Difference between revisions of "Cheri Bustos"

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::''See also: [[Illinois' 17th Congressional District elections, 2014]]''
::''See also: [[Illinois' 17th Congressional District elections, 2014]]''

Revision as of 10:09, 5 February 2014

Cheri Bustos
Cheri Bustos.jpg
U.S. House, Illinois, District 17
In office
January 2013-Present
Term ends
January 3, 2015
Years in position 2
PredecessorBobby Schilling (R)
Base salary$174,000/year
Elections and appointments
Last electionNovember 6, 2012
First electedNovember 6, 2012
Next generalNovember 4, 2014
Campaign $$2,212,530
Term limitsN/A
Prior offices
East Moline City Council
Bachelor'sUniversity of Maryland
Master'sUniversity of Illinois
Date of birthOct. 17, 1961
Place of birthSpringfield, Illinois
ProfessionPresident of the board of directors of the Women’s Connection
Net worth$578,512
ReligionRoman Catholic
Office website
Campaign website
Cheri Bustos campaign logo
Cheri Bustos (b. October 17, 1961, in Springfield, Illinois) is a Democratic member of the U.S. House representing the 17th Congressional District of Illinois since 2013.

She defeated candidates Greg Aguilar and George Gaulrapp in the Democratic primary on March 20, 2012. She then defeated incumbent Bobby Schilling (R) in the general election on November 6, 2012.[1]

She is a member of the Democratic Congressional Campaign Committee's Frontline Program. The program is designed to help protect vulnerable Democratic incumbents heading into the 2014 election.[2]

She is set to run for re-election to the U.S. House in 2014. If she runs, she will seek the Democratic nomination in the primary election. The general election took place November 4, 2014.

Based on analysis of multiple outside rankings, Bustos is a more moderate left of center Democratic Party vote. As a result, she may break with the Democratic Party line more than her fellow members.


Bustos was born in Springfield, Illinois.[3] She earned her bachelor’s degree in political science from the University of Maryland, College Park, and her master’s degree in journalism from University of Illinois at Springfield. [3] She also attended Illinois College in Jacksonville, Illinois.[3]


Below is an abbreviated outline of Bustos' academic, professional and political career[4]:

  • 2008-2012: Vice President of Public Relations and Communications at IHS
  • 2007-2011: Alderwoman on the City Council in East Moline, Illinois
  • 2002-2008: Senior Director Trinity Regional Health System
  • 1985-2002: Reporter for Quad City Times
  • 1983-1985: Attended the University of Illinois (Springfield), earned a M.A.
  • 1979-1983: Attended the University of Maryland, earned a B.S.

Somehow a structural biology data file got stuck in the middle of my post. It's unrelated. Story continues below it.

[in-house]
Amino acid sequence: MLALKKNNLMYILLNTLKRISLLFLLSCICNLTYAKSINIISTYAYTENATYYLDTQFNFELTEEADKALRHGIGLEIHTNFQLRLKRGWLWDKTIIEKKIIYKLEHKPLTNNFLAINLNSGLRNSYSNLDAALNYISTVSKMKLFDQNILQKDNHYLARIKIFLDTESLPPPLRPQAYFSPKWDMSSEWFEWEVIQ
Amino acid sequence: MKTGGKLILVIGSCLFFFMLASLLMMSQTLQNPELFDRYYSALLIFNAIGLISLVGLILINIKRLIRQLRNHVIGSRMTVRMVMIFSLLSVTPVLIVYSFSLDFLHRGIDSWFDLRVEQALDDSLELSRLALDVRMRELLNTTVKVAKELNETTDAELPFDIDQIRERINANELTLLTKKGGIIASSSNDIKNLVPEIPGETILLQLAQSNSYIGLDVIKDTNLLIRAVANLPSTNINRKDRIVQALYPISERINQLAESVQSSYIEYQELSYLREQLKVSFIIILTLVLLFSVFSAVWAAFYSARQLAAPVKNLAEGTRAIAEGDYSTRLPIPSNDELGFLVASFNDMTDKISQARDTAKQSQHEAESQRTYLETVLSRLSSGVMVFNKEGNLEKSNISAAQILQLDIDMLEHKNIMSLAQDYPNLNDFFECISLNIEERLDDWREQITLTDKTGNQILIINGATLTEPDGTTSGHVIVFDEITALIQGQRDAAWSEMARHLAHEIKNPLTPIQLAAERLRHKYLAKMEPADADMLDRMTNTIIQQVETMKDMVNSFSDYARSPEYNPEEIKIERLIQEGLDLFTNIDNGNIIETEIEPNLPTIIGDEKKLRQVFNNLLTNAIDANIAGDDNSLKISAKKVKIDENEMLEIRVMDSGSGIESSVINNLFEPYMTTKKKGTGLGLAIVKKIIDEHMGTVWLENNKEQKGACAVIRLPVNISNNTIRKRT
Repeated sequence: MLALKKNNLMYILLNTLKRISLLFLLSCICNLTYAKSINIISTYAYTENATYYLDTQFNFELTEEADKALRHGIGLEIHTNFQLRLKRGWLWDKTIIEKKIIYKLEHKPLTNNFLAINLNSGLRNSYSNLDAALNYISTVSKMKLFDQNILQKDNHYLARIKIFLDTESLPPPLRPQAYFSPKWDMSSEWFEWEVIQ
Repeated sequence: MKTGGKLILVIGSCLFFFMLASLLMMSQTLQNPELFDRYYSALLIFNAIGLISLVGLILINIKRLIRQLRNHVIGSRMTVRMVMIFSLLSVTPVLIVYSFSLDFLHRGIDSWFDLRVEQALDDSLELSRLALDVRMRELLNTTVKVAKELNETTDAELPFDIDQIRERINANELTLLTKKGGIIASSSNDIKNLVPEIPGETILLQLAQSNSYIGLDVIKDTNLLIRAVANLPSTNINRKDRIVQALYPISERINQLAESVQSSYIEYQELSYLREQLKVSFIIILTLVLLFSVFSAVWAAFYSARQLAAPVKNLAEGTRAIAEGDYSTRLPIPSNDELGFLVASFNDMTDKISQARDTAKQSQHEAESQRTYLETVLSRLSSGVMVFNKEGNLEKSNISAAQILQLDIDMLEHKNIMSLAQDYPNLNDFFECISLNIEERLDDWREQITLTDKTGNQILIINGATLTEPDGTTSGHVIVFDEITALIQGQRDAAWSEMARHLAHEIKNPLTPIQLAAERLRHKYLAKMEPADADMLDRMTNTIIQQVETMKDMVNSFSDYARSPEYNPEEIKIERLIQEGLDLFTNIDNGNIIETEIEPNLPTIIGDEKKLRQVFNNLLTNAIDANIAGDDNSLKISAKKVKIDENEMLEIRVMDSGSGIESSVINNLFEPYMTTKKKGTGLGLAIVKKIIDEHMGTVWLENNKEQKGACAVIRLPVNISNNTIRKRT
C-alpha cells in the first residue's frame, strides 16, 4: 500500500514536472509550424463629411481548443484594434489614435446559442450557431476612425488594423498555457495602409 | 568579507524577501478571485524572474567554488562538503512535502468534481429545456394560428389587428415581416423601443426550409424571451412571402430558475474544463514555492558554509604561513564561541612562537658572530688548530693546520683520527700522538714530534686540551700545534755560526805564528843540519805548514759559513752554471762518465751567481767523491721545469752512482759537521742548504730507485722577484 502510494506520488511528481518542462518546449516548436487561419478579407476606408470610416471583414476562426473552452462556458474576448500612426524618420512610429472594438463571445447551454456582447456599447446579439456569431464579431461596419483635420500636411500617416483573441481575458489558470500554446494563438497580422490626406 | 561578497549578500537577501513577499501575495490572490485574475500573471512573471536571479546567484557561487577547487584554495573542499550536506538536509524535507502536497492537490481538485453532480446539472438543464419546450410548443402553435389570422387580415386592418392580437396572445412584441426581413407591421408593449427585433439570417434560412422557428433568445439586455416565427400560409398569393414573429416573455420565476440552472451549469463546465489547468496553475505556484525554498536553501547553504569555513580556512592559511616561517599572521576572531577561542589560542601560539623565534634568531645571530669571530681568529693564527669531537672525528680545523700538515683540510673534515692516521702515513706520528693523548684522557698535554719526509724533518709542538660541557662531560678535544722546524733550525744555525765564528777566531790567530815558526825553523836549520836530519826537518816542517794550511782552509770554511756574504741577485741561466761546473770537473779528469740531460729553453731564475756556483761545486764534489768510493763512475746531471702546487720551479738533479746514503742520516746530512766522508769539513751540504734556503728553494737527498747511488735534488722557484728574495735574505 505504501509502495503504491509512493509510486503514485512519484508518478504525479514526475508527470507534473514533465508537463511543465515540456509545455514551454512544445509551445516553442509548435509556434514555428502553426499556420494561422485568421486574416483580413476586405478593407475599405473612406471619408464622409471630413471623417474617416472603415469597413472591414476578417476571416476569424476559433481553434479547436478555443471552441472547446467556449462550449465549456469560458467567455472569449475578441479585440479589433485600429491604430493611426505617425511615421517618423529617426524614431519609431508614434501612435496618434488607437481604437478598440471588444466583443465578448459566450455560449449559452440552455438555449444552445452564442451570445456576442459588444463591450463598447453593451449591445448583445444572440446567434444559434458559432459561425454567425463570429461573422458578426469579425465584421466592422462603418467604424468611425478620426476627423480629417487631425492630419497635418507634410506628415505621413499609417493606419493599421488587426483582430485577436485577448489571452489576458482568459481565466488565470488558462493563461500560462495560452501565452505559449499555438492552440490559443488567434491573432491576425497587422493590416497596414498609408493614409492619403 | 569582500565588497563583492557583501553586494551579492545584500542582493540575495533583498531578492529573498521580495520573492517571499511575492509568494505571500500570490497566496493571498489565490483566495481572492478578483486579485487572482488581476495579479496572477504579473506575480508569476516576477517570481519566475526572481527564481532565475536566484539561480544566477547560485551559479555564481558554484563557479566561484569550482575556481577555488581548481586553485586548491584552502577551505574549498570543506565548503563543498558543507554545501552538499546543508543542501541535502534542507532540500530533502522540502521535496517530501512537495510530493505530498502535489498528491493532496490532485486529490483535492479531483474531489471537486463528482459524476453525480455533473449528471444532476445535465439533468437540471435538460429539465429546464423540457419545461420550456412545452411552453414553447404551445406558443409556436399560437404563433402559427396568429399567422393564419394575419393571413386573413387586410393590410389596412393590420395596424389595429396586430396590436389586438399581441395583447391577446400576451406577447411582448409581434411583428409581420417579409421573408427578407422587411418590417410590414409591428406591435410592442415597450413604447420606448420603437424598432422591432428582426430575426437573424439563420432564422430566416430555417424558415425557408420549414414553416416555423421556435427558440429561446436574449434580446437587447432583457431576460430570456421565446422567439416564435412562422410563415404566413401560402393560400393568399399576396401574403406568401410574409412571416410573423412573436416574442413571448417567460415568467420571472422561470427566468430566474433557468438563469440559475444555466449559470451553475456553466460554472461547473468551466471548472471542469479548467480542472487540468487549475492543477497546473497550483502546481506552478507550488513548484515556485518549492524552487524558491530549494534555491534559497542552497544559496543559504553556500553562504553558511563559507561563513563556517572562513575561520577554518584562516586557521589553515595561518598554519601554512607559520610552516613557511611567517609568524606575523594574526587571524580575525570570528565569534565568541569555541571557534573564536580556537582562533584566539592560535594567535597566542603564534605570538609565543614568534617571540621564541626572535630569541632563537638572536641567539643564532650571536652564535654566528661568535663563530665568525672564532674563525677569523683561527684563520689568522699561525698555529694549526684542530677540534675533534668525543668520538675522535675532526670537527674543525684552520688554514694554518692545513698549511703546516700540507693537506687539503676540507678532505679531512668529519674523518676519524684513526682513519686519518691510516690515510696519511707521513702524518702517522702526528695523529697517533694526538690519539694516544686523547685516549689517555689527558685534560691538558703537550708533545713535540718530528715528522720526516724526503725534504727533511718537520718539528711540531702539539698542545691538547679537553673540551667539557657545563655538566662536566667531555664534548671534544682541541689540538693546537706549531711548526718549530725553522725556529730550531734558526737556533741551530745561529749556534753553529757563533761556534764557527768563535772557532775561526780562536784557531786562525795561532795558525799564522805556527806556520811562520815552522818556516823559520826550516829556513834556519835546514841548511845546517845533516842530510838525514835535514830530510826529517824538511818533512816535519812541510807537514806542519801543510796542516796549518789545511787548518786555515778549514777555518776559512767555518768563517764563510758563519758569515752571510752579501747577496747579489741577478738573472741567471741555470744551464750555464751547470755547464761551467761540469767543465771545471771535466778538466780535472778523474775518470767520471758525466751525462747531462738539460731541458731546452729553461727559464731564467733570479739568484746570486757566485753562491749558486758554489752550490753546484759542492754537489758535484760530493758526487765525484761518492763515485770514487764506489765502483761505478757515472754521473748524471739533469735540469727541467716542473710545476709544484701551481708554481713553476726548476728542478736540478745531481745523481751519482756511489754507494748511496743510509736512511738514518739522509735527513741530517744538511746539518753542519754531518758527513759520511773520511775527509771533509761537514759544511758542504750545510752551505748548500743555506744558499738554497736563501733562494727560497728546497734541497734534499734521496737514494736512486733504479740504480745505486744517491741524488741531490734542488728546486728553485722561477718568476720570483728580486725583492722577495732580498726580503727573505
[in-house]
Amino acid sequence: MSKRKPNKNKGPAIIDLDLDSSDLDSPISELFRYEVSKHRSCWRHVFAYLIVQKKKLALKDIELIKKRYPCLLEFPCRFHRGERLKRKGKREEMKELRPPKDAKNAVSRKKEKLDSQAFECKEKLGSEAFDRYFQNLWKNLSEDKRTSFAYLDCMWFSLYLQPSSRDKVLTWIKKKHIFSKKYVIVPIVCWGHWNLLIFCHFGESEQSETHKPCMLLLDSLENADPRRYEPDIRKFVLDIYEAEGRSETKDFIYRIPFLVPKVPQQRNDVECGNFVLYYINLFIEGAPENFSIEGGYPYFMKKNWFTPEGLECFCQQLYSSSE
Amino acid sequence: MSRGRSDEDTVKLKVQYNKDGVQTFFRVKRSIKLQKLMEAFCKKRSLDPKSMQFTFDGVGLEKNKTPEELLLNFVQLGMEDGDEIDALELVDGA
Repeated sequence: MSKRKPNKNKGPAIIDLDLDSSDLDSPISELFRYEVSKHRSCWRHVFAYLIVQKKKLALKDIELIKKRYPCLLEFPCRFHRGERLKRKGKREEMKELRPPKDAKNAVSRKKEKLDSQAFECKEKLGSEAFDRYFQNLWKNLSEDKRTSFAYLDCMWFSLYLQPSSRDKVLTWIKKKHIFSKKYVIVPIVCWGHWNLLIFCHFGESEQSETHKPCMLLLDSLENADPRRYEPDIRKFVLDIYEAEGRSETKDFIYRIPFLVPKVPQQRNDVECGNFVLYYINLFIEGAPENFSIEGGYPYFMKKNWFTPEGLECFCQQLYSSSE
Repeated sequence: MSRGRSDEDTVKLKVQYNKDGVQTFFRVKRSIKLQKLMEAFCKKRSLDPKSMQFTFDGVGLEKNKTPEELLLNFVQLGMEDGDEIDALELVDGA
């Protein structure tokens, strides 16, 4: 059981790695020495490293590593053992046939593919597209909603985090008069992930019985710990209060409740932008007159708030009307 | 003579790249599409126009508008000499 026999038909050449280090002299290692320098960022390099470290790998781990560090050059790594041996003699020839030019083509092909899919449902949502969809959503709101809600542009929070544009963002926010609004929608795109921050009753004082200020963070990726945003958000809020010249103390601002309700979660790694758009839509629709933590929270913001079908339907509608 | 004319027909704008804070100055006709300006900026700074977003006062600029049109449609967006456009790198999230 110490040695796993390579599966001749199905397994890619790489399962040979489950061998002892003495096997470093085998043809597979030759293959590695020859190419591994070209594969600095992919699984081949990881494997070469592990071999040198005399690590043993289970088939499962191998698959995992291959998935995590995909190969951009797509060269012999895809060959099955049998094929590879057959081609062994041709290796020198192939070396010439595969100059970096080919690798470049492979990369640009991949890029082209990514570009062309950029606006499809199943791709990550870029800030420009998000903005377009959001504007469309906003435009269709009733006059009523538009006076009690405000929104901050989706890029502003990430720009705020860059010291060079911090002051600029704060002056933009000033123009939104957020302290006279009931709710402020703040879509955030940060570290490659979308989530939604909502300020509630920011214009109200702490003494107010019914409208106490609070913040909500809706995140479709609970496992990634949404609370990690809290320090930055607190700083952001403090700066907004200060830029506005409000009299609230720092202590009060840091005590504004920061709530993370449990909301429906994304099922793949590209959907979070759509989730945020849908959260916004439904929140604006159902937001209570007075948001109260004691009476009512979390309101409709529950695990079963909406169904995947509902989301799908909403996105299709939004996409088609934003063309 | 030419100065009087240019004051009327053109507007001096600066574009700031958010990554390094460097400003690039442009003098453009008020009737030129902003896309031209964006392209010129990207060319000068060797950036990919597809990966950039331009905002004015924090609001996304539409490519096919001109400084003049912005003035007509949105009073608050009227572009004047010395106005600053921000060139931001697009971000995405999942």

Committee assignments

U.S. House


Bustos serves on the following committees:[5]


Legislative actions

113th Congress

The second session of the 113th Congress enacted into law 224 out of the 3215 introduced bills (7 percent). Comparatively, the 112th Congress had 4.2 percent of introduced bills enacted into law in the second session.[6] For more information pertaining to Bustos's voting record in the 113th Congress, please see the below sections.[7]

National security

DHS Appropriations

Voted "Yes" Bustos voted in favor of HR 2217 - the Department of Homeland Security Appropriations Act of 2014. The bill passed the House on June 6, 2013, with a vote of 245 - 182 and was largely along party lines.[8]

Keystone Pipeline Amendment

Voted "Yes" Bustos voted in favor of House Amendment 69, which would have amended HR 3 to "require that the Pipeline and Hazardous Materials Safety Administration, in consultation with the Department of Homeland Security, conduct a study of the vulnerabilities of the Keystone XL pipeline to a terrorist attack and certify that necessary protections have been put in place." The amendment failed on May 22, 2013, with a vote of 176 - 239 and was largely along party lines.[8]

CISPA (2013)

Voted "Yes" Bustos voted in favor of HR 624 - the CISPA (2013). The bill passed the House on April 18, 2013, with a vote of 288 - 127. The bill would allow federal intelligence agencies to share cybersecurity intelligence and information with private entities and utilities.[9] The bill was largely supported by Republicans, but divided the Democratic Party.[8]


Voted "Yes" Bustos voted in support of HR 1960 - the National Defense Authorization Act for Fiscal Year 2014. The bill passed the House on June 14, 2013, with a vote of 315 - 108. Both parties were somewhat divided on the vote.[8]